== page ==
The Real Football and the Good in Life
[The video above is from NotforSale: South Africa, and expresses the excitement leading up to the World Cup, not just as fans but as activists. It presents the fun and anticipation of working to end a terrible crime like slavery by giving human trafficking “the red card”.]
A few people have commented over the past few months that I focus on sad things, and that I must not be able to see the good in life.
I’m not sure life is quite so black and white. Focusing on real problems in the world and working to alleviate the suffering of other people does not mean living a life of only sadness and bitterness.
As a Christian I get to live by the example of Jesus, who wept and died young but who partied, too. Ghandi starved, but he starved full of love.
I have found that, as one commenter has said, ignorance is not bliss. Ever since I gave up eating slave-made cocoa, for example, every bite of slave-free, ethically grown chocolate tastes better, more whole. Chocolate tastes good, but it tastes even better when eating it is an act of love.
Successful activism doesn’t mean beating oneself up with guilt – or beating up others with guilt, either. It means looking at the world’s sufferings and problems with hope. Without hope, what is the point of action anyway?
The World Cup and other large sports events cause a rise in human trafficking. The Olympics displaces people, sometimes millions at a time, often without pay. Child slaves make our chocolate and our wars cause refugees crises. Those are facts.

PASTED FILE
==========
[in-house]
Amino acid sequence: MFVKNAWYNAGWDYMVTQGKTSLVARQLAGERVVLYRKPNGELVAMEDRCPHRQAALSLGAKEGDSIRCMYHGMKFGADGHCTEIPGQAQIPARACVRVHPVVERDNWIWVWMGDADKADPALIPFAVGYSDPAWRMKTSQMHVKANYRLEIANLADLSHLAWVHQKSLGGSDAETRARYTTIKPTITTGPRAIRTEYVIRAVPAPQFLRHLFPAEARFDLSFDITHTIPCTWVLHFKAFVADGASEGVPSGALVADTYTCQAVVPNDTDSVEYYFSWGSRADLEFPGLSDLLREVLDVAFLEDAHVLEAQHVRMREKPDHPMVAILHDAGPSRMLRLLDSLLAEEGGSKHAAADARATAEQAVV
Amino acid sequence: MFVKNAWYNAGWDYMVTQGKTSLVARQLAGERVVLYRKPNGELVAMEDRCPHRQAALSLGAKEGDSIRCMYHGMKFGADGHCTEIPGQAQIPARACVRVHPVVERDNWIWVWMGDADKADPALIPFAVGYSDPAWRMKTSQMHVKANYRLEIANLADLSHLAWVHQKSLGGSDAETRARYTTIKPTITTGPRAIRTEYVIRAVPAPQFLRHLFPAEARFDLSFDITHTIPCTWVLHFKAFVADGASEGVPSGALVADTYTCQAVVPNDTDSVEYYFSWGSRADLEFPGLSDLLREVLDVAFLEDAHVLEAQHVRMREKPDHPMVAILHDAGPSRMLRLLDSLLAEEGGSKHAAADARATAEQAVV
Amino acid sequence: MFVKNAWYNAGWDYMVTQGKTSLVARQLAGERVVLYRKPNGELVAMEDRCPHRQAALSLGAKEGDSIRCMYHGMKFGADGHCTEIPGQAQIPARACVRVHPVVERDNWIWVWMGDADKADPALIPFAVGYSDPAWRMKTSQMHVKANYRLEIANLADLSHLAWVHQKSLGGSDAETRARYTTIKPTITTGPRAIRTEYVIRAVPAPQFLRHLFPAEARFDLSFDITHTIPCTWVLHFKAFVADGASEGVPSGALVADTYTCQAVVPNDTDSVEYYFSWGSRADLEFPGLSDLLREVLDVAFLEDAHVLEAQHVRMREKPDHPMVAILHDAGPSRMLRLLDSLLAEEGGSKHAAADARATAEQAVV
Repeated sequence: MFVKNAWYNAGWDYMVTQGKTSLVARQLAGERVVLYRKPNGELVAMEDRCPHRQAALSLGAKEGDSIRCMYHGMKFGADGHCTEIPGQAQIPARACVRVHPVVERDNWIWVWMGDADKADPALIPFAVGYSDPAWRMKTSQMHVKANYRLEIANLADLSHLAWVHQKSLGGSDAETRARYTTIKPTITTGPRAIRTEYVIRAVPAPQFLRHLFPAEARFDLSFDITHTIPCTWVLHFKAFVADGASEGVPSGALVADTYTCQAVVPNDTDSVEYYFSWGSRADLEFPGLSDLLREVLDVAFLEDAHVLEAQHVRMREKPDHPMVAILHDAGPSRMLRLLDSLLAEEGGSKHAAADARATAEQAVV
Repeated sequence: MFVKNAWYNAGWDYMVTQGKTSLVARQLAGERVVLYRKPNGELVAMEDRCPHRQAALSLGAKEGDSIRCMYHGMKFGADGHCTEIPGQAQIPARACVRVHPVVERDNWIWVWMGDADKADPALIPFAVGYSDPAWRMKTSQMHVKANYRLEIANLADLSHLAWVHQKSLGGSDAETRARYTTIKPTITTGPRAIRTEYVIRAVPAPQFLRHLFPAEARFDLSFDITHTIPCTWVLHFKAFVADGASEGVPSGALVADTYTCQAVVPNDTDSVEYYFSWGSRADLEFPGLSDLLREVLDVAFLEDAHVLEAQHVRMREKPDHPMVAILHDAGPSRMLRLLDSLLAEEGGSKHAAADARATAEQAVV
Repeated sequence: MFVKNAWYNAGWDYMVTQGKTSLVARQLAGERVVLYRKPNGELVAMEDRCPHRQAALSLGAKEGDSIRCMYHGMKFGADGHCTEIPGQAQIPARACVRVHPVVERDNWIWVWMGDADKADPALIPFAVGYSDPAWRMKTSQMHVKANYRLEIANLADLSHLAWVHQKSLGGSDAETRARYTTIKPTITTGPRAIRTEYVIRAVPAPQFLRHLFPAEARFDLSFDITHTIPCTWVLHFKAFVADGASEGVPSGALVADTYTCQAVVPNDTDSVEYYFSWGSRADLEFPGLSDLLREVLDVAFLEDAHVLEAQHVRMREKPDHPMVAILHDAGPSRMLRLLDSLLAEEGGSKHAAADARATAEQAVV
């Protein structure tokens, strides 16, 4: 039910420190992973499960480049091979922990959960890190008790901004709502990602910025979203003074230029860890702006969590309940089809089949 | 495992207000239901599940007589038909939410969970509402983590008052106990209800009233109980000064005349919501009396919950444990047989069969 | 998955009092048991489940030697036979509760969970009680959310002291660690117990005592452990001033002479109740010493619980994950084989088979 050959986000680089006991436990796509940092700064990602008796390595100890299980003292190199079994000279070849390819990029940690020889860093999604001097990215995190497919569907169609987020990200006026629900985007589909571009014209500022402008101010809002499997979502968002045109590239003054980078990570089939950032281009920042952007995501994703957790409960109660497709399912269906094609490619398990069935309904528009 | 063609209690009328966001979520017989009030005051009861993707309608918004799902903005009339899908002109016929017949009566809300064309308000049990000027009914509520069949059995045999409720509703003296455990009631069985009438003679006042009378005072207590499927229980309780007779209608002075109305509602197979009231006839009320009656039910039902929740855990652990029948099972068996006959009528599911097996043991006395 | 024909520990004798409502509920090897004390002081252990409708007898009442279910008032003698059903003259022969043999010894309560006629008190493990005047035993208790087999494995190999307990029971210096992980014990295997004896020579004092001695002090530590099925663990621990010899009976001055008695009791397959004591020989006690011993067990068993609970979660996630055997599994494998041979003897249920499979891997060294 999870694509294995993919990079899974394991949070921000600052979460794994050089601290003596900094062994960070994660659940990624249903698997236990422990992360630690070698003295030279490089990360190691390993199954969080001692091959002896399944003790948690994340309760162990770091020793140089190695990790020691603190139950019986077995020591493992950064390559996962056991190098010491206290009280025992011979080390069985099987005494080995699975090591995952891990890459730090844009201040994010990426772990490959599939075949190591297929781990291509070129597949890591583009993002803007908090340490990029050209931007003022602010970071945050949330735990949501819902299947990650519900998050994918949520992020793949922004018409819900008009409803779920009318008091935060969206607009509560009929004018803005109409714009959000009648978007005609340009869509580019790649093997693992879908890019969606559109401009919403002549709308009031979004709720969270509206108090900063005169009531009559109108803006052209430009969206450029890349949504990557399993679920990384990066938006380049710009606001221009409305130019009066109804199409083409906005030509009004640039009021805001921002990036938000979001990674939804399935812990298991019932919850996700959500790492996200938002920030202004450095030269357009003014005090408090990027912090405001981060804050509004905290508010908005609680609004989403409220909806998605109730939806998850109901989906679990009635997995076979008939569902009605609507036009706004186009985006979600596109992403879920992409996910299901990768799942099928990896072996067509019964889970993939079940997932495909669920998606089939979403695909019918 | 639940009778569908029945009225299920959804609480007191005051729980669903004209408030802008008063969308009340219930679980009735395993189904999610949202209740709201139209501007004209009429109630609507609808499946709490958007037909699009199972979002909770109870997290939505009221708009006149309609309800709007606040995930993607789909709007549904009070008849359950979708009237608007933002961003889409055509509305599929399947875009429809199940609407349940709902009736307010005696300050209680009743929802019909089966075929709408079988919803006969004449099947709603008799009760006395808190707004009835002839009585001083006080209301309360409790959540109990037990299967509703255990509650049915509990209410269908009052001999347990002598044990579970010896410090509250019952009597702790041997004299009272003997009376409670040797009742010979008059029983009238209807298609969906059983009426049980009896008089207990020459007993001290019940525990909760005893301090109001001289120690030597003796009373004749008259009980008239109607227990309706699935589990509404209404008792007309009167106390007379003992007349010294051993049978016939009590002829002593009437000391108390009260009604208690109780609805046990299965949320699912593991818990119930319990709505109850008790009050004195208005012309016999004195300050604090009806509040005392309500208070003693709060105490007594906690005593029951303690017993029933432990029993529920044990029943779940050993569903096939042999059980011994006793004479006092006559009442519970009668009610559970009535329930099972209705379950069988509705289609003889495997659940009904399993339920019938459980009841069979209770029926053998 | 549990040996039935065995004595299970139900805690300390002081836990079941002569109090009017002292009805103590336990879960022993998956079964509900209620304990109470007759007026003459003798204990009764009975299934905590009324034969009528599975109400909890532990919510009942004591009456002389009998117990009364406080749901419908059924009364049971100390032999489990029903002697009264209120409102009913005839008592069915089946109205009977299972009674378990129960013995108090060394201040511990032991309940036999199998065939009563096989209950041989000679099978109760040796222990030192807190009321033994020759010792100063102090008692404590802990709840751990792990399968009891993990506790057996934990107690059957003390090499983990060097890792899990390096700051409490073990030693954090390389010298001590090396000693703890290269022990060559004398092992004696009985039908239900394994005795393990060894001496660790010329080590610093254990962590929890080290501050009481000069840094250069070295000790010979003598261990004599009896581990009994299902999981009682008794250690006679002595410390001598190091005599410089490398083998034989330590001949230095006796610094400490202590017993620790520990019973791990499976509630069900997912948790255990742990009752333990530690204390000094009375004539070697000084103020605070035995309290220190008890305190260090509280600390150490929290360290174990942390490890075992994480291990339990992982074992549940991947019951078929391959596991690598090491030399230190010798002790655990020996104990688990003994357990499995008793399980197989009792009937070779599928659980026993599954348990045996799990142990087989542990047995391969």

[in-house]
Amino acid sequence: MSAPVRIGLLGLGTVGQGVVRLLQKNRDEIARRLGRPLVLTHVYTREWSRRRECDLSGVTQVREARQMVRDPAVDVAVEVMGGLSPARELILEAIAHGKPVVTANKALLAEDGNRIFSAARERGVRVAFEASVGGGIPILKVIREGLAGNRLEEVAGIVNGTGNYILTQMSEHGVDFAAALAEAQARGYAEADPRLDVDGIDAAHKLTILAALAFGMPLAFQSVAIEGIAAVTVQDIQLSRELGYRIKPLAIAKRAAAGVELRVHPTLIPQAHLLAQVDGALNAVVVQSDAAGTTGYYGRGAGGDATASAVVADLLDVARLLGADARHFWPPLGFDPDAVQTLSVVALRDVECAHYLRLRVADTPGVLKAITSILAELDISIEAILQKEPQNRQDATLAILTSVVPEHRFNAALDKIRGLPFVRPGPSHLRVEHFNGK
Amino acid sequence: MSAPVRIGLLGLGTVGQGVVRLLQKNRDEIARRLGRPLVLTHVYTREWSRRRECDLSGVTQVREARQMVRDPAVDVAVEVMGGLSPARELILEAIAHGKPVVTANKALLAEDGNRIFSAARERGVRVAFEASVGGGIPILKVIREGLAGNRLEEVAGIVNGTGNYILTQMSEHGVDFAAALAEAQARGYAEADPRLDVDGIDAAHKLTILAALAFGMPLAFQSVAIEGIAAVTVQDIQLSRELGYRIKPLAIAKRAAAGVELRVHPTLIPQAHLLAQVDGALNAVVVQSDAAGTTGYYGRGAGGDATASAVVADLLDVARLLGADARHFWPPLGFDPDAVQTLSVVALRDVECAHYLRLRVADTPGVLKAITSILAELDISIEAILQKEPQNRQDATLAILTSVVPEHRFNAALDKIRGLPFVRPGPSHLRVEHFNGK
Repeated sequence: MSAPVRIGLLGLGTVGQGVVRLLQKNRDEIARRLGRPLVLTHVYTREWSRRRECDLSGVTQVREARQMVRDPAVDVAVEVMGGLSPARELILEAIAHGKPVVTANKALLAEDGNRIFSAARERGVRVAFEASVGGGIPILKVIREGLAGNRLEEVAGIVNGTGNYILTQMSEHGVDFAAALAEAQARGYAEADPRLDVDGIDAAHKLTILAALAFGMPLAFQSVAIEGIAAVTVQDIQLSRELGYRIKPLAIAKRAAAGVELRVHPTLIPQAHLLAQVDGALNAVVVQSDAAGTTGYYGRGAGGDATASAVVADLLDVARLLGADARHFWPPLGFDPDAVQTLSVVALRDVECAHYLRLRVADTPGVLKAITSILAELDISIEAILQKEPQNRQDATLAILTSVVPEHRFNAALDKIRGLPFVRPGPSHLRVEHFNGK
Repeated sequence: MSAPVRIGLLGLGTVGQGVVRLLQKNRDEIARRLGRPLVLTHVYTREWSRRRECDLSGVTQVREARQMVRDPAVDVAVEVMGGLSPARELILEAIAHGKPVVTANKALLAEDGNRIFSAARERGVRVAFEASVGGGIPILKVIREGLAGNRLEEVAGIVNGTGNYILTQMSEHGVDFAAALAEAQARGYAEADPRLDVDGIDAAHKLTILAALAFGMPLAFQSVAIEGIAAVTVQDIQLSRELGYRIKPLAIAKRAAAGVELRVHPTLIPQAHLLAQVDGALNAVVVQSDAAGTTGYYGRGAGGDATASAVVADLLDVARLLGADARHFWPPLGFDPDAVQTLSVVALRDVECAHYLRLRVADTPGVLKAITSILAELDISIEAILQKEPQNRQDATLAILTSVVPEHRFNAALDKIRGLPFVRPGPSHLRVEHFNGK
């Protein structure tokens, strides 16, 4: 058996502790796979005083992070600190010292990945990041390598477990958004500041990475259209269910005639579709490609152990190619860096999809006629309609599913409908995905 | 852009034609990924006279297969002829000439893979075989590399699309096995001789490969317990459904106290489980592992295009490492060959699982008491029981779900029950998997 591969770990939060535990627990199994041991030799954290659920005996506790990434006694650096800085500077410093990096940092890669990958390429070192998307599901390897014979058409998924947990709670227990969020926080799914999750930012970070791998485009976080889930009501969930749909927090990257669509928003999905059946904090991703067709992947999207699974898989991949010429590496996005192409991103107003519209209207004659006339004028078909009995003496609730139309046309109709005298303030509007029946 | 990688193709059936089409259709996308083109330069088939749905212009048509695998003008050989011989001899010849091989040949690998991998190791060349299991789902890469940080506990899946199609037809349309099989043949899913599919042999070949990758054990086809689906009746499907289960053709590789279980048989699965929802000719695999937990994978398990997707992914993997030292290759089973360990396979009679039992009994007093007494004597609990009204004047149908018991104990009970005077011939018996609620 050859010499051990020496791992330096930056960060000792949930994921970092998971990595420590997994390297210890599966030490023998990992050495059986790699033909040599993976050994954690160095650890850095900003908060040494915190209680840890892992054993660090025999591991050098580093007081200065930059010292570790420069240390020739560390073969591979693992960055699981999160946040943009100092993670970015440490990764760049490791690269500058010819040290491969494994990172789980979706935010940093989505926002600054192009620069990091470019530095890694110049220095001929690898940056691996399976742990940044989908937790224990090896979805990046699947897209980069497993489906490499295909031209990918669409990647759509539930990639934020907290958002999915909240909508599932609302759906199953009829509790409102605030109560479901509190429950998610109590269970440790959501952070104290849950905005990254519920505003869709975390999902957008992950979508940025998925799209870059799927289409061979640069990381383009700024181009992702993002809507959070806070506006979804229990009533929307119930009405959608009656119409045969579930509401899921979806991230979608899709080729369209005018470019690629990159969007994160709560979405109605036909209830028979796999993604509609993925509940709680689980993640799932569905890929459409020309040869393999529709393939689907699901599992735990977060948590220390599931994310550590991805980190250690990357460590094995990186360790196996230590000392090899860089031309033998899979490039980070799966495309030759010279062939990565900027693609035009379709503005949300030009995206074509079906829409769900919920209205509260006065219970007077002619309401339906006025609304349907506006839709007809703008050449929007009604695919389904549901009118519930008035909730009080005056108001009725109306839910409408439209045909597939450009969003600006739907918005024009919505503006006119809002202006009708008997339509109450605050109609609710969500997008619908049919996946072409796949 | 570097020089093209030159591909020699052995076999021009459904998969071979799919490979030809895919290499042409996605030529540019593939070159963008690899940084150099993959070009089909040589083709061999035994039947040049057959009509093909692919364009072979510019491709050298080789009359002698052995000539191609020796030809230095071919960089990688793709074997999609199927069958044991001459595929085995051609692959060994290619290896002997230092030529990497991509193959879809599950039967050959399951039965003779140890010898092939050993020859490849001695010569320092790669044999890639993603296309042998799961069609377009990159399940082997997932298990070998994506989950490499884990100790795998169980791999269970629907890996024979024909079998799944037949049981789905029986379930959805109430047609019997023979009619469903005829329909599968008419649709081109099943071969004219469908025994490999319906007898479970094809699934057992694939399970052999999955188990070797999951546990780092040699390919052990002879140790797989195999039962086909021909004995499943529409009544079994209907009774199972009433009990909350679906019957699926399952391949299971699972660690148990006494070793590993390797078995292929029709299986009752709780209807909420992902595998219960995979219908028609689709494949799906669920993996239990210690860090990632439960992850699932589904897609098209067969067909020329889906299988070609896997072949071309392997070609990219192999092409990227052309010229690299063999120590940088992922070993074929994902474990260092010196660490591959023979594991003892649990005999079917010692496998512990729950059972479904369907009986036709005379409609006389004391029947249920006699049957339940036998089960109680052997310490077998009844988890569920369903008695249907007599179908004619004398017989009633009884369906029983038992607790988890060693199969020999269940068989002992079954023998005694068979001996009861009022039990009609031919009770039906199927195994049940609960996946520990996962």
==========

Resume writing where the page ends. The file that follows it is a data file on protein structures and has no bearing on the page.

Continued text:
It doesn’t mean we can’t enjoy the World Cup – in fact, quite the opposite. We enjoy it with open eyes because we love it and don’t want it to be the source of oppression. We as consumers and fans are like parents with our children: we want to protect what we love from doing harm to others.
This blog focuses almost entirely on the victims of forced migration, including human trafficking – the most marginalized people in our world. The stories are sad, yes, but hope is powerful and truth is important.
Jesus said, “Blessed are those who mourn” in the same breath that he said, “rejoice and be glad.” Was he crazy? No, he was human: fasting and feasting, interchangeably.
Have you ever found that fighting for something you believe is right allows you to enjoy other things even more?
What would you add to the role of hope in doing good work in the world?
A Note of Thanks:
I gave the announcers a hard time yesterday for their light treatment of North Korea. But thank you, ESPN, for your commentators’ willingness to raise awareness for human trafficking.
Thank you also for recommending that FIFA provide tickets for the poor South Africans who traveled to the games just to stand outside and be there, even though so many free tickets probably won’t happen at this point. Your concern is a breath of fresh air.